Strikes, Labor and Unions

Iowa Press | Episode
Oct 22, 2021 | 28 min

On this edition of Iowa Press, our guests include Charlie Wishman, president of the Iowa Federation of Labor, AFL-CIO, and Paul Iversen, labor educator and coordinator of the Quality Preapprenticeship Program at the University of Iowa Labor Center. They discuss the current UAW strike at John Deere and the status of labor, unions and workers rights in Iowa. 

Joining moderator Kay Henderson at the Iowa Press table are Erin Murphy, Des Moines bureau chief for Lee Enterprises, and Clay Masters, Morning Edition host and lead political reporter for Iowa Public Radio.

Program support provided by: Associated General Contractors of Iowa, Iowa Bankers Association and FUELIowa.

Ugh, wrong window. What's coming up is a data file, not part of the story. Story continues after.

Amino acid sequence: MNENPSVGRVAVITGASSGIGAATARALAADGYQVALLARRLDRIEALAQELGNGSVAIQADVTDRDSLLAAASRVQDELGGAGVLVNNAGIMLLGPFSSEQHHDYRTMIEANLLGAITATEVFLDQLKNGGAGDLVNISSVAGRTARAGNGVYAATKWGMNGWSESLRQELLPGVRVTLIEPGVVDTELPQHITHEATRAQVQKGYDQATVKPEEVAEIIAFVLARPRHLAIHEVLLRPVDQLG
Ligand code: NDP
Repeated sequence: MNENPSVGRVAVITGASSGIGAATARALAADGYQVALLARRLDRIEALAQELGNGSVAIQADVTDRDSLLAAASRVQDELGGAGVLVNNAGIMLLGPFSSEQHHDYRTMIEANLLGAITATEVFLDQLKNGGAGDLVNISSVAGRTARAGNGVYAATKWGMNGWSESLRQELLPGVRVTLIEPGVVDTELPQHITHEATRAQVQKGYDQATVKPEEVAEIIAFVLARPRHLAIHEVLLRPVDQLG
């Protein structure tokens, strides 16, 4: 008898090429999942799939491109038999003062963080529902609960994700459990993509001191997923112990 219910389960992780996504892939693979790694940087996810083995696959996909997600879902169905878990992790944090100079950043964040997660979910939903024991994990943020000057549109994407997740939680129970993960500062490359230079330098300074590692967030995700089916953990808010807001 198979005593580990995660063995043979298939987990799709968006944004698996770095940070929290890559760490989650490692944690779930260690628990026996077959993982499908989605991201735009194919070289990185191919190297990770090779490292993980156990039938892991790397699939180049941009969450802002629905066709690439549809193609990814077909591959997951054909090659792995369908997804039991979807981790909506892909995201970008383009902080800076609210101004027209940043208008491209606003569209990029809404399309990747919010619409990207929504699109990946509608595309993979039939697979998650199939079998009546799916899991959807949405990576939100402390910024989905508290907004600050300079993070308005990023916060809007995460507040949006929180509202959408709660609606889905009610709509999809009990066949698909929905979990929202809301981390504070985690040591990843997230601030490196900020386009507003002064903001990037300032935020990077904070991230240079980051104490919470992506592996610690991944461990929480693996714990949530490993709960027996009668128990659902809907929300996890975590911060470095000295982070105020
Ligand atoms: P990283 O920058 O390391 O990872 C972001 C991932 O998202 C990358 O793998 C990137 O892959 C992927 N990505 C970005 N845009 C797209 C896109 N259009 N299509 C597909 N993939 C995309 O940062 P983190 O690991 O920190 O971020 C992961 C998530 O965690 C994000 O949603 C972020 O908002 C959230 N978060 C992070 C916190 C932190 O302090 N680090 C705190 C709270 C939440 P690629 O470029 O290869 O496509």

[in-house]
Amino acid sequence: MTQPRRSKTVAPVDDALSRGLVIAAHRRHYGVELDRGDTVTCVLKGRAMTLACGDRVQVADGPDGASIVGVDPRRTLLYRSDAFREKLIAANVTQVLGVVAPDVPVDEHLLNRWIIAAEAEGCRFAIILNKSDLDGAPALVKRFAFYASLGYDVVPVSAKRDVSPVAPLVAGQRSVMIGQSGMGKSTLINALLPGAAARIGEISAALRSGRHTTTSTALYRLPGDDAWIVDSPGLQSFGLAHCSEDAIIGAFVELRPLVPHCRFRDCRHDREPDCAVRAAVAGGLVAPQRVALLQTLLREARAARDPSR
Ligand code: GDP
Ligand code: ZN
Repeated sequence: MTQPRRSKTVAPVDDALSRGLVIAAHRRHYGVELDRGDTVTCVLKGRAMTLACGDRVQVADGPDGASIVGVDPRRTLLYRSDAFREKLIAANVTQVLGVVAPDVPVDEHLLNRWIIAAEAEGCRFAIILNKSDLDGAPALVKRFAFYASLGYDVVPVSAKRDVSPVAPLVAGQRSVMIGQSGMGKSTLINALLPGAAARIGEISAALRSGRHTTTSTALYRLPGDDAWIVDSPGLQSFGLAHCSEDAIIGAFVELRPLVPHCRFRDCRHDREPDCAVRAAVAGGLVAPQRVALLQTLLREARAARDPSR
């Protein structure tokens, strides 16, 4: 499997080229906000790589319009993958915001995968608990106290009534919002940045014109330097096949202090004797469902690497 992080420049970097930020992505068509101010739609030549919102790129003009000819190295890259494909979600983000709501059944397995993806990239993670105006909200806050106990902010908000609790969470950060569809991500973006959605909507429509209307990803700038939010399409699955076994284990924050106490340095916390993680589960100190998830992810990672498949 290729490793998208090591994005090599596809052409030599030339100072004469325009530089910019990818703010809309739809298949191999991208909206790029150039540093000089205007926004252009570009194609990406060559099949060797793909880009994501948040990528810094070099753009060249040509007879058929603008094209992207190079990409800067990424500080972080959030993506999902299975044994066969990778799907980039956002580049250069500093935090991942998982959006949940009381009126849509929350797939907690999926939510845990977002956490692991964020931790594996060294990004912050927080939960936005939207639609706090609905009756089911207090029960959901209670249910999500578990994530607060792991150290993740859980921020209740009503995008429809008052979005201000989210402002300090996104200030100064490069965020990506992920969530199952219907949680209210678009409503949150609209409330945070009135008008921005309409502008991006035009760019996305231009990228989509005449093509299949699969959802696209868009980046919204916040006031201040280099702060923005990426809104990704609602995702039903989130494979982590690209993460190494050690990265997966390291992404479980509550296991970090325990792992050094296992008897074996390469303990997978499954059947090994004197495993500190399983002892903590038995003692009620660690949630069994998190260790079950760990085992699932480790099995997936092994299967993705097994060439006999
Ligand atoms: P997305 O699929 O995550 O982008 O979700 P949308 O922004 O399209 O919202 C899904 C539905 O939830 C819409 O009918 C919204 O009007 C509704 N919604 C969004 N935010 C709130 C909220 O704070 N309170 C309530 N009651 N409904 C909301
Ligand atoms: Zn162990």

Thousands of American workers have recently voted to go on strike, including the UAW members at Deere & Company plants in Iowa. We'll dive into the issues surrounding organized labor on this edition of Iowa Press. (music)                  Funding for Iowa Press was provided by Friends, the Iowa PBS Foundation. The Associated General Contractors of Iowa, the public's partner in building Iowa's highway, bridge and municipal utility infrastructure. Fuel Iowa is a voice and a resource for Iowa's fuel industry. Our members offer a diverse range of products including fuel, grocery and convenience items. They help keep Iowans on the move in rural and urban communities. Together we Fuel Iowa. Small businesses are the backbone of Iowa's communities and they are backed by Iowa banks. With advice, loans and financial services, banks across Iowa are committed to showing small businesses the way to a stronger tomorrow. Learn more at (music)             For decades Iowa Press has brought you political leaders and newsmakers from across Iowa and beyond. Celebrating 50 years of broadcast excellence on statewide Iowa PBS, this is the Friday, October 22nd edition of Iowa Press. Here is Kay Henderson.  (music) Henderson: Some people online have been referring to this month as strike-tober. Earlier this month, UAW members at Deere & Company rejected a contract offer. On October 14th, 10,000 John Deere employees went on strike. We have guests today who are here to talk about what is happening in the labor movement. First, Charlie Wishman is the President of the Iowa Federation of Labor, AFL-CIO. And Paul Iversen is a labor educator at the University of Iowa's Labor Center. Gentlemen, welcome to Iowa Press. Thank you. Thank you for having us. Henderson: Also at the table, Clay Masters of Iowa Public Radio and Erin Murphy who writes for the five Lee Enterprises newspapers in Iowa. Murphy: Mr. Wishman, we'll start with you. This is the first time employees at John Deere have gone on strike in 35 years. Why now? What has led to this moment? Wishman: Certainly, for those of us who had been talking to UAW members that work at Deere, I don't think that it was really any surprise that they turned down a contract offer like that and that they turned down the contract offer at a rate of 90% to 10%. And when you have a contract that is turned down by such a wide margin it tells me that there's not just specific things in the contract that they had problems with, though there are, but that there is something larger that is going on there. And when they worked throughout the entire pandemic and they were called essential workers yet at the same time Deere & Company is making massive, massive profits and not only that they see the executive pay that is going on at Deere. All they want is to get their share of what they believe is the fair share of the wealth that they have helped this company create throughout the pandemic. The other day on the strike line I was talking to a young brother and he said, look, we just want our fair share of this. Don't worry, we'll go back to making, we’ll help Deere make billions of dollars, but for now we just feel that we need to fight for ourselves and we're making a short-term sacrifice for a long-term gain for ourselves and our families. Murphy: Mr. Iversen, that is a sentiment you're hearing more often these days. Companies are making big profits, why aren't the workers getting their fair share? Kay mentioned this isn't the only strike out there right now, there are others taking place. Are there bigger forces at play here? Is this a movement in the country, the beginning of a movement that we're starting to see? Iversen: Oh, definitely. So there are individual issues in the Deere case, but it is part of a nationwide movement. And COVID has caused people to reconsider what work is going to be like. And across the country they have said, we're not going back to the way things were before COVID, wages were so low, no benefits, not consistent schedules where people were working two or three jobs just to get by and literally didn't have the time to think about anything else. Well, in COVID when they got kicked to the curb suddenly they had time to think and said, this is not a way to live my life. And so in organized and unorganized ways across the country workers are getting together and saying, we want respect from our employers. Murphy: How willing do you think companies will be to meet these changes that workers are asking for? Iversen: Ultimately, the workers when they get together have a lot of power. And so in order -- employers can either cry we can't find anybody, or they adjust and pay better, respect their employees, treat them as human beings rather than cogs in a machine. And so I think ultimately employers will have to change the way that they approach employees or they're not going to have anybody, they're not going to be able to have anybody to do the work. Masters: Let's talk about the John Deere strike. Thousands of workers here in the state, various different cities where we're talking, one of the direct things that they want are better health care benefits. This is something that has been after years of contract negotiations has been lessened. What are the chances that they're going to have success by striking and not going to work? Charlie, we'll start with you. Wishman: Sure. I think there's a number of factors that Paul touched on I think that I think give workers the upper hand right now. And this is why, again, you're seeing what is dubbed as strike-tober, but this has started since before that. And it's not just health care. These folks are out there striking in part on behalf of employees who they have not even met yet, who haven't even been hired yet because one of the issues is they want to remove retirement, the retirement system for anybody hired after November 1st. So, folks who have lived with contracts that have divided workers into different tiered systems, they're saying enough is enough. And these are folks who are in their 40s and their 50s, they have busted their butts for Deere for 20 years and they have yet to, many of them feel that they have yet to even come close to the American dream and that is all they're asking for. Masters: You brought up that tiered system for pay. Explain that. That's something that we kind of gloss over as we're talking. But what is meant by that and how common is it? Wishman: Sure, this is something that had started to kind of proliferate throughout contracts in the last maybe 10, 20 years I think. And like I say, now that many of these members who were hired under those systems are coming of age and kind of coming into leadership positions and as these, especially again after having worked through the pandemic, being called essential, being called heroes, but then really being felt like, they really feel like they have been treated as expendable in many, many cases, they're saying enough is enough. And they're not going to pull the ladder up behind them like they feel like maybe has happened to them in the past. They're not just fighting for their generation because Deere is a company that you have generations of workers who have worked there. And all these folks want is not just the Deere that their parents had, but they want a better Deere for their kids and even their grandkids. Henderson: Paul Iversen, what is the difference between this two-tiered system and what people often refer to as seniority? You get better pay if you've been at the company a long time. Iversen: There is a huge difference between a two-tiered system and a seniority system. In a seniority system you get more pay as you go along, but at some point everybody doing the same job is making the same amount, equal pay for equal work. So if you're first hired you may not be making as much as a 15-year employee, but the 15-to-30 year employees are making the same amount. But the two-tier in this case is everybody that was hired after a certain date doesn't have the same benefits that the people hired before that date had. And it's something that employers offer cynically thinking that nobody is going to strike over people that haven't been hired yet. In this two-tiered system what it does is it causes dissention among the employees and a basic union principle is equal pay for equal work. And it prevents you ever having equal pay for equal work until all of the people hired before the two-tier date have retired and then everybody is under that tier. And so you have 30, 40 years of a basic union principle has been violated. And in this case Deere workers have said enough is enough. Murphy: Pardon me, Mr. Iversen, often times negotiations like these are often about leverage and which side has it. In this case right now, John Deere or the striking workers? Who has the leverage in this current impasse? Iversen: Well, as Charlie said, I think workers have the leverage here because it's very public how much money John Deere is making. 61% increase in profits over last year. CEO gets 160% pay increase. That is all public record and the strikers, when I have been on the picket line and talk to strikers, they know those numbers. And like one person said to me, this offer was a spit in the face. So they have literally risked their lives to go to work every day in the pandemic, made great product. John Deere products are great. That is why they're making money. And they're great because they have a skilled workforce that is committed to making Deere a quality product and they have done that through the pandemic and John Deere has the money to pay them. But -- Murphy: Charlie, I assume -- oh I'm sorry -- Iversen: I just want to say, they have the money to pay them. So they're not saying we can't do it, they're just saying we don't think you're worth it and the people feel that they're not being respected. Murphy: I presume you would agree with that but I'll give you a chance to respond to the same question. Wishman: Absolutely. Clearly it seems as though there's many, many factors I think right now that give workers, not just in Deere's case but whether it's Kellogg’s in Omaha and many other locations, there's labor strikes going on all over the place. In the past two weeks in Sioux City in non-union facilities you've had walkouts over pay and shift differential. There is something bigger going on here. And right now workers know that they have some leverage and it's time for them and they realize this, that's why you're seeing the beginnings, I believe, the front end of a worker uprising in this country. Murphy: Charlie, I wanted to ask you, Deere in Davenport asked the courts for an injunction against the striking workers and it was granted and its effect is essentially that it limits the number of people who can be on the picket line near the property and other ways that kind of limit the way the strikers can conduct themselves. Does that signal to you that Deere is maybe in this for a protracted amount of time, that they expect this to be a long strike? Or what else would be the reason for asking for that injunction? And we're hearing that other plants in other cities are going to do the same. Wishman: Sure, so this is not an uncommon thing I think in strikes as a way for a company to try and break a strike. And I would refer to, I would defer to Paul's legal expertise, but I think there is a reason why they're taking them to state court rather than federal court because if they took them to federal court I believe that these are, the actions that are going on as far as picketing and exercising their First Amendment rights and so on and even other things, they are protected under the National Labor Relations Act. Instead Deere is taking them to court over things like traffic violations in state court. So, again, Paul is the attorney here. Henderson: Okay, Paul, weigh in. Iversen: Yeah, this is an employer tactic for over 100 years. And it became such a common employer tactic -- employees have the right to strike. The Universal Declaration of Human Rights recognizes that, the National Labor Relations Act recognizes that. But employers could get courts to enjoin strike activity, to try to restrict that. It became so common that a federal law was passed, the Norris–La Guardia Act way back in 1931, that set rules for how you could do a labor injunction. And one of those rules is you can't get that injunction unless the chief public safety officer of the jurisdiction, so the chief of police or the county sheriff, says that they have lost control of the situation. So you never get in federal court because no county sheriff that is going to stand up for election is going to say, I've lost control of the picket line. So they couldn't go to federal court to get this, so they go to state court. But the details, looking at it from an academic perspective and looking at the history of labor, the details are irrelevant. It's just a tactic that is used to try to disrupt people that are exercising their nationally and internationally recognized right to strike. Henderson: Paul Iversen, I do want to have a follow up though. Why is there a picket line? Since the dispute is eventually perhaps hopefully resolved at the negotiating table, why is there a picket line? Iversen: Well, the reason there is a picket line is that the company is not willing to provide an offer that the employees are willing to accept. So, your choice in that situation is you either keep working under the contract and keep going to the bargaining table, but if you do you risk the employer unilaterally implementing the terms that they have offered you. And if you don't want to accept that then your choice is to strike. And so if you decide to strike, that is a recognized way of dealing with the varying bargaining positions and the strike is meant to shut down the employer. That is the purpose of the strike. And so trying to bring in an injunction saying they're making it hard for us to work during the strike, that's what a strike does. Murphy: But within that process, the picket line specifically, what does that achieve? Is it just generating public support? What specifically does people standing outside and picketing, what does that achieve to the workers' end? Iversen: It advertises to people that you are on strike against this employer and if you go past this line you are saying that we don't care that the workers aren't working and think that they're not being treated fairly by the employer. And so that picket line is a very public display of okay, you go past this and you have disrespected all the workers that are saying don't do business with this employer until they give us a fair contract offer. Wishman: I might add, you know, every place that you go where people are picketing there is amazing, amazing community support from Iowans. And this is a bipartisan thing, you can see folks with Trump stickers drive by honking and waving or you can see people who are clearly not on that side of the fence that are supportive of the strikers as well. And not only that you've got, in every community you have businesses that are coming out and say, we support you, and offering not just discounts and things like that but they're saying, we stand with striking Deere workers because they were there for us during the pandemic when they were having hard times as well. Masters: Let's talk about some of this support. The Iowa State Capitol in Des Moines is full of lobbyists, it's full of lawmakers, but the most that I have ever seen people just from out on the street was in 2017 when the collective bargaining rights for public sector workers were taken away. It was packed. There were people that I spoke to that were not public sector union members, they were private sector union members saying that if it's affecting anybody that is a part of a union it's affecting me. Republicans have pressed for those changes, they have made gains in the legislature. Why didn't this move to a more galvanized process moving forward for unions? Henderson: Charlie? Wishman: So, in 2017 yes, definitely I was there for all of that and there was amazing solidarity that was going on at the time. And just the very first day of the strike, which by the way I was almost hit by a car by a salaried worker who was going in, there were at least people from seven different unions at the location that I was at. There's not just from other unions, but again in every community there is amazing community support of people supporting and going out -- Henderson: Right. But his question is about 2017, legislature takes action removing some rights from public sector workers. Why didn't the union movement then respond to that in a way that would have yielded action at the Statehouse? Wishman: Well, I think if you're asking about voting patterns of union members, two things. Overwhelmingly, first of all, union members vote at a higher rate than the general public. That is what our data shows as well. And not only that, union members still despite I know a lot of the media narrative around elections are that many union members are now voting republican, but still overwhelmingly union members are voting democratic because they have seen in those cases and other cases and even nationally they're seeing that who is behind things like the PRO Act, which would expand organizing rights for union members, they're seeing that that is the democrats who are doing that. Masters: Paul, did you have anything that you wanted to add to that? I've seen some head moving. Iversen: Yeah, there's just a fundamental difference between a strike against an employer and political activity. For one, the employer needs the employees and they have an ongoing relationship. In the Iowa legislature in 2017, the prevailing party was not interested in public input, had one hearing, rushed the bill through and it was 10 days from the time the bill was introduced to the time it was signed. So the ground swell of public sentiment against it went on deaf ears, they weren't interested in hearing it, it was already decided that this was going to pass. And so the labor movement in Iowa has been united in supporting public sector workers and despite this law that was trying to destroy public sector bargaining the movement has gone through every year recertification elections and every year over 90% of people that vote, vote to keep their union. Henderson: But, the crux of Clay's original question is, if there is a ground swell of opposition to what the legislature did in 2017, why haven't people who align with that view been elected to the legislature and to undo that action? Paul? Iversen: That's a more complex issue. Part of it is that not everybody votes on economic issues. And so people may vote for a particular party that is not in their economic best interest to do so. And so who is in Des Moines makes a big difference as to whether anybody will listen. The ground swell is there, but that doesn't always translate immediately into changes in who has been elected. Henderson: Erin? Murphy: The Governor recently has proposed some changes to the state's unemployment system, specifically asking, requiring -- again, this is still a proposal -- but it would require unemployed workers to be a little more active, work one-on-one with state appointed counselors, do more work searches. Charlie, do you have any thoughts as a union representative on that potential impact on Iowans who are looking for work? Do you think it's fair to ask them to jump through a few more hoops? Or would this be asking too much in your view? Iversen: Well, I think that it really isn't going to move the needle at all when it comes to the workforce problems that this state has. If you look, since the beginning of the pandemic we've had 92,000 Iowans, somewhere in that range, that have left the workforce. But if you look at how many people are on unemployment it's like 18,000. So one-fifth of people that have left the workforce is what the Governor is targeting here. And is for-work searches and the state starting to pick jobs for people, is that the answer to our workforce problems? I don't think it is at all. And yeah, sure, it's something that plays well to the Fox News base that she has. But is it going to actually do anything? No. And I think that we saw that back when pandemic unemployment assistance was ended earlier this year, it really didn't move the needle and we're still in these workforce issue problems and that is because of things like, there's a whole host of reasons, but you've had we're dealing with a lot of child care issues, we have, again, we've had people who don't feel like they have seen respect and dignity at the workplace throughout the pandemic and have thrown up their hands and says, I don't know if it's worth it to do this anymore for the wages and for the benefits that were being offered and not just the wages and the benefits, but again, the workplace conditions that they have been subjected to. Henderson: Paul, final question, we don't have very much time left. The last strike at John Deere lasted 163 days. How long will this one last? Iversen: If I knew that, that's something that no one can predict. What happens in strike situations looking at them historically it depends when people start looking at what is at the table more than what is not on the table. And right now to the people that are on the picket line, John Deere hasn't offered anything that they would be willing to take. So once there is something else there, maybe, but -- I would say the employees aren't going to give in and take the same offer. Henderson: Well, I have to say our time for this discussion is over. Thanks, gentlemen, for joining us. And thanks for watching today. You can watch anytime at For everyone here at Iowa PBS, thanks for watching. (music) Funding for Iowa Press was provided by Friends, the Iowa PBS Foundation. The Associated General Contractors of Iowa, the public's partner in building Iowa's highway, bridge and municipal utility infrastructure. Fuel Iowa is a voice and a resource for Iowa's fuel industry. Our members offer a diverse range of products including fuel, grocery and convenience items. They help keep Iowans on the move in rural and urban communities. Together we Fuel Iowa. Small businesses are the backbone of Iowa's communities and they are backed by Iowa banks. With advice, loans and financial services, banks across Iowa are committed to showing small businesses the way to a stronger tomorrow. Learn more at